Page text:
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Rana, this is the best thing I have read this year as far as interesting me in my primary themes as a liberal feminist wanting to live a high impact life while living lightly on the earth.

I meant to write you when I first read it this week. What you have said keeps coming into my thoughts as I planted and painted for the community this week. The green is re-enforcing the hierarchical roles as far as I can see.

There is one thing I hope to spend some time developing and that is the pleasure part of simpler living. Despite more domestic labor, the connections to nature and to people are gratifying. This makes it enviable (read: valued) in a way I never imagined in the early 70's equivilents.

Living to consume and working too many hours in unfulfilling work for not enough money is just vile. More people want out I think. This is too long. I will link and let you know if I formulate a more coherent thesis.


Great - I look forward to your further thoughts.

This is also cross-posted at Shakesville (I keep spazzing on adding the link) if you want to read the conversation there.


(Ignore the "0" comments note; there are in fact nearly 90 comments - it's a glitch in the system.)


I wrote something on Quantum">">Quantum Mechanicas (ahem) today that references your post. I have links to you here and at Shakesville. I haven't read those comments and I think I should now.

Barbara Rubin

Wonderful points - I would just like to add another to the mix. Your first examples cited the men who began the enviro movement by speaking to broader issues of the rape of the countryside. That is understandable, given the fact that few women had the opportunity to become educated, travel, enjoy solitude in the rough or gain prominence in the writing of naturalist subject matter. The works of these men also happened prior to the development of the most harmful synthetic poisons currently killing us. The understanding of these gentlemen spoke more to their attachment to beauty and the natural world with perhaps a basic understanding of more gross examples of poisoning (lead, mercury) known in those years.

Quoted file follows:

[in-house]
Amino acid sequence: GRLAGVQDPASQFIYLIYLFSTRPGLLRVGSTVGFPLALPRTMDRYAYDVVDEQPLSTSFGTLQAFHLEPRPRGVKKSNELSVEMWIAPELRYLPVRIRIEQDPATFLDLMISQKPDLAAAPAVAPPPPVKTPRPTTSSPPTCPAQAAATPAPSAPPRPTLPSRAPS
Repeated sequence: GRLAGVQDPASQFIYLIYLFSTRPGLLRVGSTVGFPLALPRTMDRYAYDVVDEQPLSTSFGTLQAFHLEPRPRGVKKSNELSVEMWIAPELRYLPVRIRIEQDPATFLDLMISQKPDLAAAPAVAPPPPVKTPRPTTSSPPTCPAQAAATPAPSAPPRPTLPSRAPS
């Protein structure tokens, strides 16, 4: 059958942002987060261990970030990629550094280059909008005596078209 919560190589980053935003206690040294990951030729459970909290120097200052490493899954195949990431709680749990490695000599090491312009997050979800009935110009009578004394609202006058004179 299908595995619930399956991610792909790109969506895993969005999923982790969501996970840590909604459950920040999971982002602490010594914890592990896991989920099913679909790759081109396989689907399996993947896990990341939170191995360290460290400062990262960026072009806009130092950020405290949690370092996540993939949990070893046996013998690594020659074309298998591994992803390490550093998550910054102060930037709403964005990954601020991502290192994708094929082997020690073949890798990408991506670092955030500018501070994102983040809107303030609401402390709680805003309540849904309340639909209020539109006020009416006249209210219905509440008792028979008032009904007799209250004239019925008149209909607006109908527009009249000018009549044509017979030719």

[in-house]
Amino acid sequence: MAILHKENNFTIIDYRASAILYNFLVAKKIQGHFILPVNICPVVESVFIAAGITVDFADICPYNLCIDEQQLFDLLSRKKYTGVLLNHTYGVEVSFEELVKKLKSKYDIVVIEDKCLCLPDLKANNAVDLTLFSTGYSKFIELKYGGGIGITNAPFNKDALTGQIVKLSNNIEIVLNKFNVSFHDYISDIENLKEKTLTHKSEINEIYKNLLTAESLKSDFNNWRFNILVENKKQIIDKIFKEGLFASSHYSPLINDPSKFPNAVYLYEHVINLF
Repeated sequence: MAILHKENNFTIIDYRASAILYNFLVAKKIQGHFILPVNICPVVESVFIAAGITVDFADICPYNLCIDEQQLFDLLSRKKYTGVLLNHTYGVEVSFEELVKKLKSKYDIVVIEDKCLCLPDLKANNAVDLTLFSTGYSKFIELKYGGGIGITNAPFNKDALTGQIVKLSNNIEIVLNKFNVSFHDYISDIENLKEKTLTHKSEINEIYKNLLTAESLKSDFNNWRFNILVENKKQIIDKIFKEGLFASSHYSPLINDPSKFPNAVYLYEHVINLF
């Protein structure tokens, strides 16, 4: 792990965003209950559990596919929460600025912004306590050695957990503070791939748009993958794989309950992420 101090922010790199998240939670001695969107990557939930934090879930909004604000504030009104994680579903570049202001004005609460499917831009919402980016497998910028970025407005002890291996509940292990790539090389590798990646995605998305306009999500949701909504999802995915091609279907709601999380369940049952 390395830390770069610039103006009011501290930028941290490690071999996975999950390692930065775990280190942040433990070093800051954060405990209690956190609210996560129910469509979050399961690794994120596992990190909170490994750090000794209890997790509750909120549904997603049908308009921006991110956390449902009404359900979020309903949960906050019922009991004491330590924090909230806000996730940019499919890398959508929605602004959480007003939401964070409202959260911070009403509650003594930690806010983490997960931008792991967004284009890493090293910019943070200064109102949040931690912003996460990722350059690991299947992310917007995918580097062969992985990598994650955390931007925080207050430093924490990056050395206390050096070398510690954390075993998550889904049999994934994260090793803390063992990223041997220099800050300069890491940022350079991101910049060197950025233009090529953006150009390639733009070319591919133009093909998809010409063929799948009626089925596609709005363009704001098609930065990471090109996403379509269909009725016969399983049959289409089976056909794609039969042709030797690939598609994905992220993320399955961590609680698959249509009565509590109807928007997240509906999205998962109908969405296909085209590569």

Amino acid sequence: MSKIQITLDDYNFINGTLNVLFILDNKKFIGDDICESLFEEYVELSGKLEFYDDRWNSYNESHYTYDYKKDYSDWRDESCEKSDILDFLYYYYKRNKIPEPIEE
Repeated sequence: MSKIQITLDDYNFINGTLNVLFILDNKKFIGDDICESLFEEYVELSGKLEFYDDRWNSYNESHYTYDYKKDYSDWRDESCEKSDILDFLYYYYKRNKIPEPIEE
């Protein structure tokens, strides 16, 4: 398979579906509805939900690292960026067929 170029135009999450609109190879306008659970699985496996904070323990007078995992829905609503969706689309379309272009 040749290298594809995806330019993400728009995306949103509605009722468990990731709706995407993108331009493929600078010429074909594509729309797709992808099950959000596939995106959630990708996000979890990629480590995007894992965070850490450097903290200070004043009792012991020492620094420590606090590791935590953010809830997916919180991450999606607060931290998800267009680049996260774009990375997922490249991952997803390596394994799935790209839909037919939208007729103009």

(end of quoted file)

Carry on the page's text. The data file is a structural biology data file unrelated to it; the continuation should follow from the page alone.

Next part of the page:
The women you cite knew/foretold of the fact that modern chemicals tear at the foundations of human biochemistry. They realized that women were the primary victims in number and scope (autoimmune ailments are predominantly found among females) along with the risks to children.

To be very blunt, women are again the victims of male greed with the brunt of the damage done by poisons falling upon our heads.

I know as I became disabled from pesticide poisoning at the age of 45. Now brain damaged and chronically ill, I live in isolation with a poor prognosis.

It is personal. I know men whose lives have been terribly altered as well by these poisons but the majority of the affected are women and children (developmental disabilities now afflict one in six children).

Gender is significant in this battle with toxicity assessments based upon tolerances of healthy adult males. Gender is definitely one of the reasons this battle has yet been won.

Barbara Rubin

Barbara Rubin

Oops, meant that last line to read, "...yet to be won." A function of my dysphasia...

Rahul Saha

Very insightful post.Thanks. Your comments on "rape" of "mother earth" reminds me of something Carolyn Merchant once said: "The image of the earth as a living organism and nurturing mother served as a cultural constraint restricting the actions of human beings. One does not readily slay a mother, dig into her entrails for gold, or mutilate her body...As long as the earth was considered to be alive and sensitive, it could be considered a breach of human ethical behaviour to carry out destructive acts against it."


Barbara - thank you for your comment - you make excellent points.

Rahul - Merchant is indeed the go-to person these days for these issues. I don't always agree with her theoretical constructs, but she has useful things to say in the big picture.

katecontinued - thanks - that's an interesting post!

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